Legislative update: Deadlines and missed opportunities
The legislature is a creature of deadlines. Last Thursday was an important one. Any general bill that had been voted out of a House or Senate committee had to be passed off of the floor of that chamber or die for the session.
In recent weeks, we’ve highlighted many bills working their way through the process. Many of those bills remain alive and I plan to highlight the state of play on that legislation next week.
But this week, I want to share some important measures that unfortunately have already met their doom for the session. These were, in our estimation, missed opportunities to make a real difference in the lives of Mississippians.
Lifesaving Care Put on Hold
One missed opportunity was the decision by the Senate Public Health Committee not to bring out a bill that would have given advanced practice nurses the opportunity to provide lifesaving care consistent with the scope of their training and experience. Twenty-four other states currently recognize full practice authority for advanced practice nurses. Studies and data from these states demonstrate that full practice authority increases supply of nurse practitioners in rural communities, increases access to primary care, decreases costs associated with primary care, decreases emergency room visits, and is viewed by patients as being quality care.
In a state with the worst physician access in the country, the worst health care outcomes in the country, and a growing out-migration of nurses, the decision not to advance legislation that could actually help address shortages is perplexing and disappointing, to say the least. Particularly when the House overwhelmingly passed similar legislation last year. In his comments on the bill, Chairman Hob Bryan acknowledged that the current state of affairs is “untenable.” We agree, and it makes it all the more unfortunate that there was no real effort to keep the conversation moving and find an answer.
Education Reforms Stymied
Empower lent its support to two unique ideas this session to help address real issues identified by parents and educators in survey work done across the state. Under current Mississippi law, a student may transfer between public school districts only if they have the consent of both their current school and the school they would like to attend. This puts Mississippi in the odd spot of essentially allowing one public school to hold a child hostage when another public school is willing to accept the child. HB 1349, sponsored by Rep. Jansen Owen, would have made it easier for a child to transfer between public schools by removing the veto power of their current school. The school they would like to attend would have still had discretion in determining whether the child would be a good fit. Unfortunately, after clearing committee, the bill was not taken up on the floor.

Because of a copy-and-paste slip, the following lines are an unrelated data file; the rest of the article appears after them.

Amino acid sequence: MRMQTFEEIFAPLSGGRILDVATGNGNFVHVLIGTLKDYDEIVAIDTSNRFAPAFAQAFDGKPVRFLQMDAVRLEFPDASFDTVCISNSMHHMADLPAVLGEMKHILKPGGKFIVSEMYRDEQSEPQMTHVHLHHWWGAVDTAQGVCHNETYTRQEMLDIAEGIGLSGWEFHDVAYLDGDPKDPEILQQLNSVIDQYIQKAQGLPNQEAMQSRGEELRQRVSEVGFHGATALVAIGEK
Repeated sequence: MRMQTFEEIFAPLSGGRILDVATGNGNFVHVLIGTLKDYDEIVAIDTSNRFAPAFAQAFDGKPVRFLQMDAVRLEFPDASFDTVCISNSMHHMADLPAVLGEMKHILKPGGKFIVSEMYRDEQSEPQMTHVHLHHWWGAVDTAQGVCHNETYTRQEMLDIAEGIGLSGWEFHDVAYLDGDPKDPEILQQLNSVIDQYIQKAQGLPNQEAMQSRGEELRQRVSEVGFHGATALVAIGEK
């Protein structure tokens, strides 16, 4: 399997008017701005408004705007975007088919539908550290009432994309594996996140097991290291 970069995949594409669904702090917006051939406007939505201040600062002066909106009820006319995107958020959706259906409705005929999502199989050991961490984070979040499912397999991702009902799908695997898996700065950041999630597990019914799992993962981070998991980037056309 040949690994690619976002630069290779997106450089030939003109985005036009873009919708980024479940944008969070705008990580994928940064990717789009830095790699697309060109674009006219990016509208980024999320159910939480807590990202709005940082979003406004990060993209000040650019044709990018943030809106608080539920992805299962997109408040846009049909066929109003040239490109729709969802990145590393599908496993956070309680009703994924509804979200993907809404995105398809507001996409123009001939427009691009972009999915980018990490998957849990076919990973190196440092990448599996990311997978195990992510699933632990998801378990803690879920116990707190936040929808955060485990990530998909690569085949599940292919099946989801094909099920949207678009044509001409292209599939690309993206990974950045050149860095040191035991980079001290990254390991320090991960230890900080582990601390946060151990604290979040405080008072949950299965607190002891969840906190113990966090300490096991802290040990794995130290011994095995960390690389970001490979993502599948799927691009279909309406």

Another bill that cleared committee, HB 795, sponsored by Rep. Rob Roberson, would have given both teachers and districts new technology tools to meet the needs of their students. It also was not brought up for a vote on the floor. In recent years, Mississippi has invested heavily in providing devices and hotspots to students. What it has not invested heavily in is digital learning platforms that can be accessed by these devices. Think of it like a laptop without Windows. The Equal Access to Education Act sought to address this deficit by requiring Mississippi to join the 21st Century and approve digital learning vendors that could be used in classroom settings to supplement Mississippi teachers’ lessons, to bridge gaps in the classroom where there are uncertified teachers, to supply advanced courses to students who otherwise would not have access, and to experiment with districts that want to operate a hybrid or virtual program for a small percentage of their students. Mississippi remains one of just twelve states without a full digital learning strategy and only accounts for 1,755 of over 1 million digital courses accessed across the country. In a phrase, we’re behind.
Pushing Past the Status Quo
The status quo is the status quo for a reason. People are resistant to change. Some people’s resistance arises out of self-interest. But when the status quo is not serving the people of Mississippi, it is the job of policymakers to push through that resistance and find workable solutions — whether it be to ensure that your grandma in Bentonia has access to health care in her community, that your son who is being bullied at his current school can find a better learning environment, or that your daughter who wants to take Physics at a school with no Physics teacher isn’t deprived of the opportunity.
Too often political agendas and political fear stoked by misrepresentation get in the way of ideas that would move us forward. It’s frustrating, but the arc of progress is long and we are undeterred in the fight. We also recognize that often time allows for the crafting of better policy and brings more stakeholders to the table. We welcome that possibility and the potential of things to come on each of these important issues.